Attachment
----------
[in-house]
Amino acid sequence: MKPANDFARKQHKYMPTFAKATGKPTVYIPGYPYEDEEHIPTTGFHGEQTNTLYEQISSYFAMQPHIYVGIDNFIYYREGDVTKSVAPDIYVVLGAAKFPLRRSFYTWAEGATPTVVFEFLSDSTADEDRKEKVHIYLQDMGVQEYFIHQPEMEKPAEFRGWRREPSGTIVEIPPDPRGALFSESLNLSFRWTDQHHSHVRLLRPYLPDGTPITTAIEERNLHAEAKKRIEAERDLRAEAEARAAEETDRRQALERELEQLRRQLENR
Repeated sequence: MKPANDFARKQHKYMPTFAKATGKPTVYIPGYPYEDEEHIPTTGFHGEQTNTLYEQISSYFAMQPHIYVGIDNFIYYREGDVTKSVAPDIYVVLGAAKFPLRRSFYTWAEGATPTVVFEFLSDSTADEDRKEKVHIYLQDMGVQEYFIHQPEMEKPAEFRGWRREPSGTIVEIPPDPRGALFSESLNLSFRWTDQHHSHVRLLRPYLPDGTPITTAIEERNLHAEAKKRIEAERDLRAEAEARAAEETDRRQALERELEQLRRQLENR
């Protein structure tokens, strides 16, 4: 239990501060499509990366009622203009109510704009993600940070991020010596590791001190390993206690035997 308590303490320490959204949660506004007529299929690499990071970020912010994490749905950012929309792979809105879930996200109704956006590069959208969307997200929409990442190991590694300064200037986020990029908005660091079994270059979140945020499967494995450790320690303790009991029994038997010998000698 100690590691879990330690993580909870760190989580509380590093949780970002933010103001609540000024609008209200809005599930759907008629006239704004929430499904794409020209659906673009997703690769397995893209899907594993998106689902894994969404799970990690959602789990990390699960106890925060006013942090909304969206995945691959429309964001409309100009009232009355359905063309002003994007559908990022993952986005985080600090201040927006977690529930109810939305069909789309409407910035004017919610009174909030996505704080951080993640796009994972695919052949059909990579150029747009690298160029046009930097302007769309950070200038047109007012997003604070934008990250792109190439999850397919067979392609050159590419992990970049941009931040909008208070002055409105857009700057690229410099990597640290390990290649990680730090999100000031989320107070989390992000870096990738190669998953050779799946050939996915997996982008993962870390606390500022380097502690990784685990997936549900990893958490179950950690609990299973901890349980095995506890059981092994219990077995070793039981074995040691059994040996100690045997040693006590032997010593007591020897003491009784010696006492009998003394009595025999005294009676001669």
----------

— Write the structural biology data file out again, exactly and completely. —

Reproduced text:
[in-house]
Amino acid sequence: MKPANDFARKQHKYMPTFAKATGKPTVYIPGYPYEDEEHIPTTGFHGEQTNTLYEQISSYFAMQPHIYVGIDNFIYYREGDVTKSVAPDIYVVLGAAKFPLRRSFYTWAEGATPTVVFEFLSDSTADEDRKEKVHIYLQDMGVQEYFIHQPEMEKPAEFRGWRREPSGTIVEIPPDPRGALFSESLNLSFRWTDQHHSHVRLLRPYLPDGTPITTAIEERNLHAEAKKRIEAERDLRAEAEARAAEETDRRQALERELEQLRRQLENR
Repeated sequence: MKPANDFARKQHKYMPTFAKATGKPTVYIPGYPYEDEEHIPTTGFHGEQTNTLYEQISSYFAMQPHIYVGIDNFIYYREGDVTKSVAPDIYVVLGAAKFPLRRSFYTWAEGATPTVVFEFLSDSTADEDRKEKVHIYLQDMGVQEYFIHQPEMEKPAEFRGWRREPSGTIVEIPPDPRGALFSESLNLSFRWTDQHHSHVRLLRPYLPDGTPITTAIEERNLHAEAKKRIEAERDLRAEAEARAAEETDRRQALERELEQLRRQLENR
């Protein structure tokens, strides 16, 4: 239990501060499509990366009622203009109510704009993600940070991020010596590791001190390993206690035997 308590303490320490959204949660506004007529299929690499990071970020912010994490749905950012929309792979809105879930996200109704956006590069959208969307997200929409990442190991590694300064200037986020990029908005660091079994270059979140945020499967494995450790320690303790009991029994038997010998000698 100690590691879990330690993580909870760190989580509380590093949780970002933010103001609540000024609008209200809005599930759907008629006239704004929430499904794409020209659906673009997703690769397995893209899907594993998106689902894994969404799970990690959602789990990390699960106890925060006013942090909304969206995945691959429309964001409309100009009232009355359905063309002003994007559908990022993952986005985080600090201040927006977690529930109810939305069909789309409407910035004017919610009174909030996505704080951080993640796009994972695919052949059909990579150029747009690298160029046009930097302007769309950070200038047109007012997003604070934008990250792109190439999850397919067979392609050159590419992990970049941009931040909008208070002055409105857009700057690229410099990597640290390990290649990680730090999100000031989320107070989390992000870096990738190669998953050779799946050939996915997996982008993962870390606390500022380097502690990784685990997936549900990893958490179950950690609990299973901890349980095995506890059981092994219990077995070793039981074995040691059994040996100690045997040693006590032997010593007591020897003491009784010696006492009998003394009595025999005294009676001669």